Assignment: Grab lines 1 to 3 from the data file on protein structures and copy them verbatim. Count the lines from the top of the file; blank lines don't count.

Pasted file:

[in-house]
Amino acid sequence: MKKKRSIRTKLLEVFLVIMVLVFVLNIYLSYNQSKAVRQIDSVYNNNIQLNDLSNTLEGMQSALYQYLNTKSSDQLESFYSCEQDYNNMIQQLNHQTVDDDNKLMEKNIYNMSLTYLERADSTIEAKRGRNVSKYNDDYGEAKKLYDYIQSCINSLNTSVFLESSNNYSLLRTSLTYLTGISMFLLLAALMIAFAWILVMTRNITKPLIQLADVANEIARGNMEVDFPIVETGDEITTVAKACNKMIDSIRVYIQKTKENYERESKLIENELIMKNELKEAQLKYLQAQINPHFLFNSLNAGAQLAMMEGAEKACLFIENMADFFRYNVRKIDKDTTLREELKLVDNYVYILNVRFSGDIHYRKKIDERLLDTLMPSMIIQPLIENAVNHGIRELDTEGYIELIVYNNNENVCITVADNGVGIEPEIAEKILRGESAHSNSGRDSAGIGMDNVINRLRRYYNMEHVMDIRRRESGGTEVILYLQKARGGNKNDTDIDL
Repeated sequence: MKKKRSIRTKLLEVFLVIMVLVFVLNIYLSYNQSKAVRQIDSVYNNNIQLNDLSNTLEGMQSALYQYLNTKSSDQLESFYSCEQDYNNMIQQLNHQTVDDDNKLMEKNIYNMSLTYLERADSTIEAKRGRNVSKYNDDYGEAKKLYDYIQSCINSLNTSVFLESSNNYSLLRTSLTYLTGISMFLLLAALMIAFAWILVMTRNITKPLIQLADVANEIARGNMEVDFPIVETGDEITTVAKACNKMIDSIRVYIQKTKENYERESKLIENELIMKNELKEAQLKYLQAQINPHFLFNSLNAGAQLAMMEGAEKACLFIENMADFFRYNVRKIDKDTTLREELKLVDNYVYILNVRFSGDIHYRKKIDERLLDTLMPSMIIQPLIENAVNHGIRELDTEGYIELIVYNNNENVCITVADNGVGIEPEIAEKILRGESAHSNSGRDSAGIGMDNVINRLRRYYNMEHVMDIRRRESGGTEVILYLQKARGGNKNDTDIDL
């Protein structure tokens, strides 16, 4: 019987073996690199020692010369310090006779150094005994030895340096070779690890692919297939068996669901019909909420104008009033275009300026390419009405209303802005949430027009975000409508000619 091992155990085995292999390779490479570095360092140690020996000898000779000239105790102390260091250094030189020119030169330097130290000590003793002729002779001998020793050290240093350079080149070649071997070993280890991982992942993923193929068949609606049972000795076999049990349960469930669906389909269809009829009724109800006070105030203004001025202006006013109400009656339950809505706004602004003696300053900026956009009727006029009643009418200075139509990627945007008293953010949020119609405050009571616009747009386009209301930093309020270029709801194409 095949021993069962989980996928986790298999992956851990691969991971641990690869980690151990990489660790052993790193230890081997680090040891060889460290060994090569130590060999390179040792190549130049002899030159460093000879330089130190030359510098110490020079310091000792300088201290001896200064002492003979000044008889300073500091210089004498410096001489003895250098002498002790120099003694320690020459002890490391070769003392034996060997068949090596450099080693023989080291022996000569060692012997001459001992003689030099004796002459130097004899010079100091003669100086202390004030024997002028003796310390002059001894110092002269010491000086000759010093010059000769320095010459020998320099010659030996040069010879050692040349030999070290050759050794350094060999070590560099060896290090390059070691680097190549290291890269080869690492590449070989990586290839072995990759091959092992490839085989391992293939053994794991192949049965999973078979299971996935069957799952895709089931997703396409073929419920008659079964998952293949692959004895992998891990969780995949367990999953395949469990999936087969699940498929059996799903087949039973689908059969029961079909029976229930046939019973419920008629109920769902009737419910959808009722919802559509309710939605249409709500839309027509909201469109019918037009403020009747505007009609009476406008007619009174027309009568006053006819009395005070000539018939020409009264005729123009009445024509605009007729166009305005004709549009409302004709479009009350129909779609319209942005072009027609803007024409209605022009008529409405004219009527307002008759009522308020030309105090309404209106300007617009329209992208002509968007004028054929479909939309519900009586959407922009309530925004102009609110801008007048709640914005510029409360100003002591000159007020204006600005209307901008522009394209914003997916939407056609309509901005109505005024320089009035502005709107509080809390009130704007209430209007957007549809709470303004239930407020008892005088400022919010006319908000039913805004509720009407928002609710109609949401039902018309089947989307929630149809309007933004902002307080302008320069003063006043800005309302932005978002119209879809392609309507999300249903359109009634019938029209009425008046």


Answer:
[in-house]
Amino acid sequence: MKKKRSIRTKLLEVFLVIMVLVFVLNIYLSYNQSKAVRQIDSVYNNNIQLNDLSNTLEGMQSALYQYLNTKSSDQLESFYSCEQDYNNMIQQLNHQTVDDDNKLMEKNIYNMSLTYLERADSTIEAKRGRNVSKYNDDYGEAKKLYDYIQSCINSLNTSVFLESSNNYSLLRTSLTYLTGISMFLLLAALMIAFAWILVMTRNITKPLIQLADVANEIARGNMEVDFPIVETGDEITTVAKACNKMIDSIRVYIQKTKENYERESKLIENELIMKNELKEAQLKYLQAQINPHFLFNSLNAGAQLAMMEGAEKACLFIENMADFFRYNVRKIDKDTTLREELKLVDNYVYILNVRFSGDIHYRKKIDERLLDTLMPSMIIQPLIENAVNHGIRELDTEGYIELIVYNNNENVCITVADNGVGIEPEIAEKILRGESAHSNSGRDSAGIGMDNVINRLRRYYNMEHVMDIRRRESGGTEVILYLQKARGGNKNDTDIDL
Repeated sequence: MKKKRSIRTKLLEVFLVIMVLVFVLNIYLSYNQSKAVRQIDSVYNNNIQLNDLSNTLEGMQSALYQYLNTKSSDQLESFYSCEQDYNNMIQQLNHQTVDDDNKLMEKNIYNMSLTYLERADSTIEAKRGRNVSKYNDDYGEAKKLYDYIQSCINSLNTSVFLESSNNYSLLRTSLTYLTGISMFLLLAALMIAFAWILVMTRNITKPLIQLADVANEIARGNMEVDFPIVETGDEITTVAKACNKMIDSIRVYIQKTKENYERESKLIENELIMKNELKEAQLKYLQAQINPHFLFNSLNAGAQLAMMEGAEKACLFIENMADFFRYNVRKIDKDTTLREELKLVDNYVYILNVRFSGDIHYRKKIDERLLDTLMPSMIIQPLIENAVNHGIRELDTEGYIELIVYNNNENVCITVADNGVGIEPEIAEKILRGESAHSNSGRDSAGIGMDNVINRLRRYYNMEHVMDIRRRESGGTEVILYLQKARGGNKNDTDIDL